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McCracken endows scholarship to accelerate pathway to change

Sandi McCracken

Sandi McCracken (right) with the 2016 Sandra Jayne McCracken Endowed Scholarship Recipient

As a high school student in Bryson City, Sandi McCracken already had a head for business and a desire to follow in her mother’s footsteps. But momma knew better – or so she thought.

“My mother was in banking for 37 years,” said McCracken, who established the Sandra Jayne McCracken Endowed Scholarship to help worthy Western North Carolina students attend Western Carolina University. “I wanted to go into banking, but she didn’t want me to because she said it was too time- consuming, too many hours, too hard and there was a glass ceiling for women. I said, ‘Ok, I’ll be a teacher.’ She thought an education degree would be good if I ever had children.”

But McCracken couldn’t quite shake her first love, and she graduated from WCU in 1965 with a bachelor’s degree in business administration with a concentration in math and finance and what amounted to a minor in education. Her first job out of college was teaching math and business in Orange Park High school, in Clay County in Florida, where she spent most of her 45 years in education. (She turned down a job with Wachovia Bank in Asheville to take the teaching job in Florida.)  She also coordinated the county’s GED program, served as a vice principal and eventually retired as the assistant superintendent for business affairs.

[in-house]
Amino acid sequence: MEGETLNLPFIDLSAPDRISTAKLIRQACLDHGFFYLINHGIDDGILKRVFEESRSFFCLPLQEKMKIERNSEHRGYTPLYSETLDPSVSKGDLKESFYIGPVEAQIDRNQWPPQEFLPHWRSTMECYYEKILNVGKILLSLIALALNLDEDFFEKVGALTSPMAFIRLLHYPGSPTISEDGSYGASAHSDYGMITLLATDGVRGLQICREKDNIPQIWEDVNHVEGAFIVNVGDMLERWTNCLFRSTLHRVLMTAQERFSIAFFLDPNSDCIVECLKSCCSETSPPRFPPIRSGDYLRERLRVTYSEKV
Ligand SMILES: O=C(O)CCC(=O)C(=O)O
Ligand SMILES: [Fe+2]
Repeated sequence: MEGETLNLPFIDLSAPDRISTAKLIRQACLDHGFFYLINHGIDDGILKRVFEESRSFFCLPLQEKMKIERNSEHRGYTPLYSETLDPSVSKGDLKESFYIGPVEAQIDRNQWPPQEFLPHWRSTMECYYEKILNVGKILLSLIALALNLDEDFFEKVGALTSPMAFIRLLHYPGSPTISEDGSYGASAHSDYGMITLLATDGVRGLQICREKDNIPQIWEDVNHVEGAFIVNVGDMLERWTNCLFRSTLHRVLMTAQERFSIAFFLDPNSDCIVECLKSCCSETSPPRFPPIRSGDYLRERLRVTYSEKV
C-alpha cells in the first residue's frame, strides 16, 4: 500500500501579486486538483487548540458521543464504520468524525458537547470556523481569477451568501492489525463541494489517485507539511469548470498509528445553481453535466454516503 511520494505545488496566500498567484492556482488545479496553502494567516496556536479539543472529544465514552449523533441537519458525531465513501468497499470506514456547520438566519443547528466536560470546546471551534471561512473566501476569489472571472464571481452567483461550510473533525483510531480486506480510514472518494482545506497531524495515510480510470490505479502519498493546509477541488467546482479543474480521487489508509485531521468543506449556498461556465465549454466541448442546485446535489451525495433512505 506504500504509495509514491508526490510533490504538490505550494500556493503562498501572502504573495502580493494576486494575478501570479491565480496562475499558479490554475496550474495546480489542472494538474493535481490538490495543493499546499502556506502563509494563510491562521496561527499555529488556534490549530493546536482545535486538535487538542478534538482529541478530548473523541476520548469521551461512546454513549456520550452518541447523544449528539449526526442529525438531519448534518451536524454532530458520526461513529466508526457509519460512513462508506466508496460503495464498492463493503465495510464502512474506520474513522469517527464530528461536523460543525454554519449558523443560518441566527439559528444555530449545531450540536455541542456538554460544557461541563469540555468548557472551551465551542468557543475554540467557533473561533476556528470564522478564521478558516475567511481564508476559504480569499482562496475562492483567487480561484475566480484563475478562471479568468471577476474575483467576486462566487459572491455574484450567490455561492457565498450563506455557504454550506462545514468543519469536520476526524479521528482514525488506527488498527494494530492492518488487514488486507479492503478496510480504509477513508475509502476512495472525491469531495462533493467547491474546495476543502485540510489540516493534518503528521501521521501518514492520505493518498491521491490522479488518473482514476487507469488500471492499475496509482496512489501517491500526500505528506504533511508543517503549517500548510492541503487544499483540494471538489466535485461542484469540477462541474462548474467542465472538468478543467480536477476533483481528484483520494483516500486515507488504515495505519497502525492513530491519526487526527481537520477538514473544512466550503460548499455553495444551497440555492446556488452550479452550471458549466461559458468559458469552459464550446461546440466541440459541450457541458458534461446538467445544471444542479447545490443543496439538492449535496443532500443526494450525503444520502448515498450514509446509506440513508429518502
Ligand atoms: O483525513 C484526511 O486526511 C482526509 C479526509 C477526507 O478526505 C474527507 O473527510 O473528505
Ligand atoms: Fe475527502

McCracken later earned her master’s degree in K-12 administration and supervision from the University of North Florida and received certifications in math, middle grades and business education from the University of Florida. She also spent 10 years working as a stockbroker after her first retirement from the education field.

McCracken, 75, said her business education paid dividends, despite her mother’s well-meaning attempts to redirect her career plans. “When I was growing up in high school, my mother put me in her bank to work in the summers, and that’s how she was trying to turn me off of banking. They put me in a back room posting. We did manual postings then. They let me do that until noon, and then in the afternoon, when they closed at 1 p.m., I’d go back to the front and file checks and get them ready for bank statements. I never saw anybody. I was too outgoing to be locked up like that, and I hated it.  She thought that would be enough to turn me off, but I knew I could find me a job where I could meet the public.”

Sandi McCracken

McCracken as the editor of the Catamount Yearbook, 1965

McCracken’s determination to forge her own path was helpful once she entered college, knowing business would be her degree of choice. McCracken said her business professor, J. Floyd Cunningham, who was chairman of the business department and had taught her in high school, warned her that obtaining a business degree would be too difficult because most of the classes were scheduled off campus to accommodate Vietnam veterans and employees of area businesses seeking a business administration degree, most of whom were men.

“He said, ‘Well Sandi, I don’t think you can do that,’” McCracken recalled. “’You’ll have to take all these classes with the veterans and go to Canton to Champion and take the Saturday and evening classes.’ In other words, there was a glass ceiling there, too.”